I kept saying there were big announcements coming soon, that I’d be sharing good news before long. Maybe some folks thought I was finally going to get my dream dog, Philip Larkin. Did anyone think I eloped?? That would be so cool if someone thought that.
There’s no Philip Larkin, yet, and I’m not as far as I know. I was promoted to Editorial Director of Quiltfolk magazine, though.
:: skips, jumps, trips on a stray sock, gets glass of water, returns ::
Can you stand it?? How cool is this?? To me, this the Coolest Thing Ever. Quiltfolk is doing is precisely what my heart is telling me — no, shouting at me — to do right now: investigate, celebrate, and honor quilt culture in America, past, present, and future. Quiltfolk is real. Quiltfolk is dreamy. Ergo, editorially directing Quiltfolk is a very real, very dream-y job for me. I have red marks on my arm from pinching myself for the past couple weeks. I’d better see my doctor about — oh, wait … Maybe not.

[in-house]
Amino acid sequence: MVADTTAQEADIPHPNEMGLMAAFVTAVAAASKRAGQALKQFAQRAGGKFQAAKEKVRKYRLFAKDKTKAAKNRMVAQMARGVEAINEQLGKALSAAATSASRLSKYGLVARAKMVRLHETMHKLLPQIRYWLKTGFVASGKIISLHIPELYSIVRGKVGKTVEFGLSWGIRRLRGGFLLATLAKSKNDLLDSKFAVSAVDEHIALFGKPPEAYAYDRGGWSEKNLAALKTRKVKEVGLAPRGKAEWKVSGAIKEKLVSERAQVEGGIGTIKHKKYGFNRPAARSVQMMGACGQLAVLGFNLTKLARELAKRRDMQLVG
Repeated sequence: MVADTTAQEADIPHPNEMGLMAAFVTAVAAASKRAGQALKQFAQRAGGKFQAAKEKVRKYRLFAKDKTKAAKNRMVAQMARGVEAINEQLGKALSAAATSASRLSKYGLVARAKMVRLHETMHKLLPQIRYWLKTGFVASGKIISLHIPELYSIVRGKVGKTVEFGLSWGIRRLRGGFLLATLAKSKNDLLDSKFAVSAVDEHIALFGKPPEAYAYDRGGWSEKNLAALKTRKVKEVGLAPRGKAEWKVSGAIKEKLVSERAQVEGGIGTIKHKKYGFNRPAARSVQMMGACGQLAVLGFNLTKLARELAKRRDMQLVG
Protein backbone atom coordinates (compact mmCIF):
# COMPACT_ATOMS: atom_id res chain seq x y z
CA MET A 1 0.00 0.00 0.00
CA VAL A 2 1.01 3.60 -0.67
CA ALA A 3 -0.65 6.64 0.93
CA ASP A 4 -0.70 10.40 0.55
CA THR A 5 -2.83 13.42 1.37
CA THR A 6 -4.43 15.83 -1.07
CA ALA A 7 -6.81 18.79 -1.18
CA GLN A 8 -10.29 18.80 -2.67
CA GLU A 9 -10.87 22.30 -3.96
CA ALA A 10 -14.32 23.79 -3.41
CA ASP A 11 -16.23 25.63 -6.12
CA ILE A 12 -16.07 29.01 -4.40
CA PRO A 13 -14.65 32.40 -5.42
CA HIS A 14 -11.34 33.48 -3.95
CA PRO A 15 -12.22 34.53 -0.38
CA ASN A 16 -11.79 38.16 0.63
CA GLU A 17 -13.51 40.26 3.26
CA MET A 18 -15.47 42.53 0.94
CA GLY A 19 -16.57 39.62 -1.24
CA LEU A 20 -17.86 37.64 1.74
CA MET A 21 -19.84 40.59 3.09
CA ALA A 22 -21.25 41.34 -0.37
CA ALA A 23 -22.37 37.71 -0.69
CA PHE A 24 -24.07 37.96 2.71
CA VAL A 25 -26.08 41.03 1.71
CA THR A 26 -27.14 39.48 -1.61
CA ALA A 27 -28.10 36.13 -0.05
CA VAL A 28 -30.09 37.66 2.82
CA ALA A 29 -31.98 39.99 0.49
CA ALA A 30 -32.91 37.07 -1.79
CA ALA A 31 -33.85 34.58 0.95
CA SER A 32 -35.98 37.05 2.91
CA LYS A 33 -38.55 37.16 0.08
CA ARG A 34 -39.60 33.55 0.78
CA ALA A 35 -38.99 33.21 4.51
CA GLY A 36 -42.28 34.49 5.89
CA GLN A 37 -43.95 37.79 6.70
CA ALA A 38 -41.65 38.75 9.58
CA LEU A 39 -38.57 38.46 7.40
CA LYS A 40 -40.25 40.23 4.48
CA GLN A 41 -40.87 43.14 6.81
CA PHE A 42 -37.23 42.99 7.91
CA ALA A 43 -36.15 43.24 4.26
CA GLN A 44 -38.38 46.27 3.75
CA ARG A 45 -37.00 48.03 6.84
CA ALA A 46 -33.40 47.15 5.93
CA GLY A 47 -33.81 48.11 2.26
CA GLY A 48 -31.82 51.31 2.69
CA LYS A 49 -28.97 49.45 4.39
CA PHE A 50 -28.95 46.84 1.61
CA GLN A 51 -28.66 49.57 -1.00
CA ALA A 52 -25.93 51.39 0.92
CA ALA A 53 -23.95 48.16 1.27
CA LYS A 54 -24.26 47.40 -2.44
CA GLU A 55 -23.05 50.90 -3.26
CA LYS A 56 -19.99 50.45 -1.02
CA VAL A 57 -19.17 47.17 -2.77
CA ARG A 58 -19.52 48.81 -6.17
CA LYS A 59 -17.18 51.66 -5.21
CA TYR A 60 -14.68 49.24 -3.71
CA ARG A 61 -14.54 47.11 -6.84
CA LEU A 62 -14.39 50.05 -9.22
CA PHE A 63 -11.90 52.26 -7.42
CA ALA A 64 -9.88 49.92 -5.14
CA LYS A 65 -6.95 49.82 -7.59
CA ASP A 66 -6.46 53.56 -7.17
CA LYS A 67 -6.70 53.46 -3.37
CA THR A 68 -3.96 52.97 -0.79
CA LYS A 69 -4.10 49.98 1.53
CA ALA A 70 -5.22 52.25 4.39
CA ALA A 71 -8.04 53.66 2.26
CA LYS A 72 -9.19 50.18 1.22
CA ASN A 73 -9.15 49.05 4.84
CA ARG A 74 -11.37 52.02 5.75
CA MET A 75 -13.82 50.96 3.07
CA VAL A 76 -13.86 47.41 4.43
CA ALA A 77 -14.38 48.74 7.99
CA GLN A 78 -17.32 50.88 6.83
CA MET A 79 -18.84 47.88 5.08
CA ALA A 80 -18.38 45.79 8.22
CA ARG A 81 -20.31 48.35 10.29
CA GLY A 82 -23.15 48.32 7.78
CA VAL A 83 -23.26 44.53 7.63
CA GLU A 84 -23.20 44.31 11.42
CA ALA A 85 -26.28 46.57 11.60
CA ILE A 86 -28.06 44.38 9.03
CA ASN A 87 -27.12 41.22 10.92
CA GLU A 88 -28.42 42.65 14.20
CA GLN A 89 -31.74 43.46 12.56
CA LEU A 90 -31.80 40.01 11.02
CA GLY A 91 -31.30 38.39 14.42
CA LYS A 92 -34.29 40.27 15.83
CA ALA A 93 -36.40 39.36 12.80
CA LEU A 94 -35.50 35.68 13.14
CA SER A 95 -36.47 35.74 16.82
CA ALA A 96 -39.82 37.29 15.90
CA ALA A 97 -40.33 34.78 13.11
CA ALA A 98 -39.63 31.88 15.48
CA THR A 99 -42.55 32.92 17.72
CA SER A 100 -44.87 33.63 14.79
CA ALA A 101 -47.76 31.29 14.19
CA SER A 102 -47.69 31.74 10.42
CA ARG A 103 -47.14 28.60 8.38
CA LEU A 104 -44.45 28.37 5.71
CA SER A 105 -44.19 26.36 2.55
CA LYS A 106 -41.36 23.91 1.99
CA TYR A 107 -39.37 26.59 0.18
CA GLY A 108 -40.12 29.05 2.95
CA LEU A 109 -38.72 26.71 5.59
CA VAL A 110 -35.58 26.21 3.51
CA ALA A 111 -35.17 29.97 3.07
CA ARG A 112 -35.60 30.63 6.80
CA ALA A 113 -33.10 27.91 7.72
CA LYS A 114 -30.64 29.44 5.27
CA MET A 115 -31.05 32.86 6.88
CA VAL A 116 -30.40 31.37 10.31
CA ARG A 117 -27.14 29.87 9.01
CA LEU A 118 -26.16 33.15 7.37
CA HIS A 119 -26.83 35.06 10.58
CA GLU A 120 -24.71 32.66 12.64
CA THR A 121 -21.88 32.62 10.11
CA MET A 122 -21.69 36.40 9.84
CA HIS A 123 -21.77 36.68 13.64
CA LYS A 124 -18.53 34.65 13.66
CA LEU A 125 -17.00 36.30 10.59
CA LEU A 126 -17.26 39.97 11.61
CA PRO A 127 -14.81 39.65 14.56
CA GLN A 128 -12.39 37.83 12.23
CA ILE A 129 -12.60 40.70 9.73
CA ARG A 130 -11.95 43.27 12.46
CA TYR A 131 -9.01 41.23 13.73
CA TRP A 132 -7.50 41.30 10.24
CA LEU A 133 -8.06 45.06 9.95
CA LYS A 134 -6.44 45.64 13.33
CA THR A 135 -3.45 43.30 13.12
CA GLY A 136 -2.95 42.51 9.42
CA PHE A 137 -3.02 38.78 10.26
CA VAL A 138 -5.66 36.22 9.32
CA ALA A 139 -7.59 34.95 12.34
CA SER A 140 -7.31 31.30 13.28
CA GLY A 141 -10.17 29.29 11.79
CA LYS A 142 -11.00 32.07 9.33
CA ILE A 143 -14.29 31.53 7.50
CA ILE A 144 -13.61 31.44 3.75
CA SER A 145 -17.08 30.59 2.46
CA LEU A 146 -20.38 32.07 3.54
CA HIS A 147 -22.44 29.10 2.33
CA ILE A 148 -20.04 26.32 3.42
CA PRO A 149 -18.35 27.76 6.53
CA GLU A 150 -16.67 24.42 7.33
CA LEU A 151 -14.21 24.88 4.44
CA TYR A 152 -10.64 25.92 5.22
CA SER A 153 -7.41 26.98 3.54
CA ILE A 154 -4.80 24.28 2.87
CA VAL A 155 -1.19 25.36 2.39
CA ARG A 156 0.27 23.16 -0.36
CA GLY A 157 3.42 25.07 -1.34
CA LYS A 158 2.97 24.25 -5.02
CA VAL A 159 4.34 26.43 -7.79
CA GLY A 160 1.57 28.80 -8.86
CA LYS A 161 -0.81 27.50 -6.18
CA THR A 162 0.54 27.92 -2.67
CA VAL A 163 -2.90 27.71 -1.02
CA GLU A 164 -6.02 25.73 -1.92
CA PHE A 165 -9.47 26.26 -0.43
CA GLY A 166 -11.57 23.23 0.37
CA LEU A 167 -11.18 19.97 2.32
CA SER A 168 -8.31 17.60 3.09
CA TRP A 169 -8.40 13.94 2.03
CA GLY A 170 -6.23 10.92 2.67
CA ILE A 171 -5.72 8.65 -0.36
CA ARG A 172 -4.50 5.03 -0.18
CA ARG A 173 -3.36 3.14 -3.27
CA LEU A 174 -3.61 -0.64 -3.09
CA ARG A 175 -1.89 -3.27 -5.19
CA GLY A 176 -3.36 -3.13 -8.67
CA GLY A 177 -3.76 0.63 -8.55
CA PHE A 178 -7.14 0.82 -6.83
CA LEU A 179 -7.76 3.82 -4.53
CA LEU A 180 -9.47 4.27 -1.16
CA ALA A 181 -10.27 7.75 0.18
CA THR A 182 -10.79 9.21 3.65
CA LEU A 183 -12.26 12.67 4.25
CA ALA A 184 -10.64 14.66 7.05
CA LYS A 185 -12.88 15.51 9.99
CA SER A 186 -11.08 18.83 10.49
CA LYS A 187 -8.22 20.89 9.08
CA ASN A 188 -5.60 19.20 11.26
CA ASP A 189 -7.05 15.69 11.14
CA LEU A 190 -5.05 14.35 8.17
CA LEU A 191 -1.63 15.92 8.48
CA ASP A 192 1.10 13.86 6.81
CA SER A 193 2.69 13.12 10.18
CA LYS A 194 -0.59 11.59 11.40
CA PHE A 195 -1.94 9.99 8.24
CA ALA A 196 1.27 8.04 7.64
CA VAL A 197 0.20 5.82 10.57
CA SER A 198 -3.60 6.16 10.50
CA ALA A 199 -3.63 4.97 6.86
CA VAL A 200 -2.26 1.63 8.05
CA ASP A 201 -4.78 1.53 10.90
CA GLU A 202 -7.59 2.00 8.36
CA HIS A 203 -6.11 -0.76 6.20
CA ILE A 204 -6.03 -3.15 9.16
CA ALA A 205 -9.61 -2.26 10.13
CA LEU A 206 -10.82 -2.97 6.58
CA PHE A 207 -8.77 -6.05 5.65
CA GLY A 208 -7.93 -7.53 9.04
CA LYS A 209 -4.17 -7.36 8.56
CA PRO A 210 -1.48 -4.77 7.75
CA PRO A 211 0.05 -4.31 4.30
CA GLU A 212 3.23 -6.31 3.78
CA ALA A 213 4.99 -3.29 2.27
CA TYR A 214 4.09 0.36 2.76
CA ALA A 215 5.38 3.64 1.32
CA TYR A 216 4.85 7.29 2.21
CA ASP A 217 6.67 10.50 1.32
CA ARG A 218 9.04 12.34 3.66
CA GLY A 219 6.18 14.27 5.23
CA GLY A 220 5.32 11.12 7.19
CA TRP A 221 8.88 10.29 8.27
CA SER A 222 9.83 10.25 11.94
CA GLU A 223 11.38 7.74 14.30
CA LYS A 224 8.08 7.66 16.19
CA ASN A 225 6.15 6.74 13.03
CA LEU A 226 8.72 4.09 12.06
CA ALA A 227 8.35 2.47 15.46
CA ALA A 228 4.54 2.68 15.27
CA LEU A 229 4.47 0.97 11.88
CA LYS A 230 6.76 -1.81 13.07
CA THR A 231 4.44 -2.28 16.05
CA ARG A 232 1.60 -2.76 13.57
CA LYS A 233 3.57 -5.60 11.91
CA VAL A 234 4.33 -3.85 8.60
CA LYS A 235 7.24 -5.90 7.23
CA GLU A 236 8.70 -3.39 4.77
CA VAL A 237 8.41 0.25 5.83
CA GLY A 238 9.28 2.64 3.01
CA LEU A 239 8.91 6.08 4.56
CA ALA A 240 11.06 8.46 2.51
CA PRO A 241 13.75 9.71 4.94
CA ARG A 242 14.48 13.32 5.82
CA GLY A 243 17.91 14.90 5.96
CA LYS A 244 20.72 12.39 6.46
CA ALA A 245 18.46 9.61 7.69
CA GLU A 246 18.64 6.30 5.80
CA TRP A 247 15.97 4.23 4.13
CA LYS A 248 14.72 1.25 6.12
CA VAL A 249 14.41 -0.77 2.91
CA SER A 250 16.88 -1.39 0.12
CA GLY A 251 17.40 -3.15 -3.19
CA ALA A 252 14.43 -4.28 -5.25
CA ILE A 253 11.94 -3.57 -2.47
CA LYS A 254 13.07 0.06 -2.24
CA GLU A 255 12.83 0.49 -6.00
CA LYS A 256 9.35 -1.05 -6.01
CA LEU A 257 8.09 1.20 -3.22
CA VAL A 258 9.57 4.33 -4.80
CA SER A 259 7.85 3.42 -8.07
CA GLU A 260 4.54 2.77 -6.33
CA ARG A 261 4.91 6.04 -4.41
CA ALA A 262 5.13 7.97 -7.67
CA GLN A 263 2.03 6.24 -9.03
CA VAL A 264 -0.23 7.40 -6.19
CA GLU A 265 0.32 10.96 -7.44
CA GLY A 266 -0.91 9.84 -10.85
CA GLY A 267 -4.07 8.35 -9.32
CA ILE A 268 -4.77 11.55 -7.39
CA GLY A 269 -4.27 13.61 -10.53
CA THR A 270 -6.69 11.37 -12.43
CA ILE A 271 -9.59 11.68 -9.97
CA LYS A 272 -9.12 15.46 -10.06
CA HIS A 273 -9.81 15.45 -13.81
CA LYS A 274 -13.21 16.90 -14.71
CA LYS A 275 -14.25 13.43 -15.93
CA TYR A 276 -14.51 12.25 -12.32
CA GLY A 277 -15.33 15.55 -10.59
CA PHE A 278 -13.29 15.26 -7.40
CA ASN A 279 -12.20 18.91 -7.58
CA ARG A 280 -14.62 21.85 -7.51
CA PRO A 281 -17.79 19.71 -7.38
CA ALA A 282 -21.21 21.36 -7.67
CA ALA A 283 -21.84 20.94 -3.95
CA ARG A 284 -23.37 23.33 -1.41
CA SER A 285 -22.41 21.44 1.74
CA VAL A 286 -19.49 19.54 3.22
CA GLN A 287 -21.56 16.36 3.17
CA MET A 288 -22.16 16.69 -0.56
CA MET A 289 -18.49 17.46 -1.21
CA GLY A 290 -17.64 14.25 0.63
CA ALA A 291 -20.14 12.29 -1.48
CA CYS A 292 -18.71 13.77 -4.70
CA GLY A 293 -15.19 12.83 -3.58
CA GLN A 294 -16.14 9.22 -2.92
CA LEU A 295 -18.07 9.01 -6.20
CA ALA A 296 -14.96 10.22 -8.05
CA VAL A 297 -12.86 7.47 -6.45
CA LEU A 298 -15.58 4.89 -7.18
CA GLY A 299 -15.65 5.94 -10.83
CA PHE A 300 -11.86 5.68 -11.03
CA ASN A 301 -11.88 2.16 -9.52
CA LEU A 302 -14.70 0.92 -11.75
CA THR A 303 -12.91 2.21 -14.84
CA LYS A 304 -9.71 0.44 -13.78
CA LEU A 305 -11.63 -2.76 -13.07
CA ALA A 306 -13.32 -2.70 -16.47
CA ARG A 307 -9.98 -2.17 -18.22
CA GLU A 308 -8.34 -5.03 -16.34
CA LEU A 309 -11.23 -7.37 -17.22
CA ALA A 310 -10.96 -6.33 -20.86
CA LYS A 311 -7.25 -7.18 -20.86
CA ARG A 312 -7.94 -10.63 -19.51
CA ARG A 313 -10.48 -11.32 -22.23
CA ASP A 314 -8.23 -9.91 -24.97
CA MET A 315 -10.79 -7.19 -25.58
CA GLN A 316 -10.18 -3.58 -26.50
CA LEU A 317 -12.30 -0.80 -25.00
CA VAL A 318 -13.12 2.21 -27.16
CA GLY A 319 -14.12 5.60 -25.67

[Look, people, if I don’t laugh, I won’t stop crying about yesterday’s post. Thank you, everyone for listening to me — and to each other.]
A new job offers an opportunity to reflect on one’s professional life, don’t you think? I mean, when I was in high school and stopped waiting tables at the Pizza Hut north of town to wait tables at Northside Cafe on the town square, I recall doing some soul searching. Come with me for just a moment, will you, as I mull over this promotion?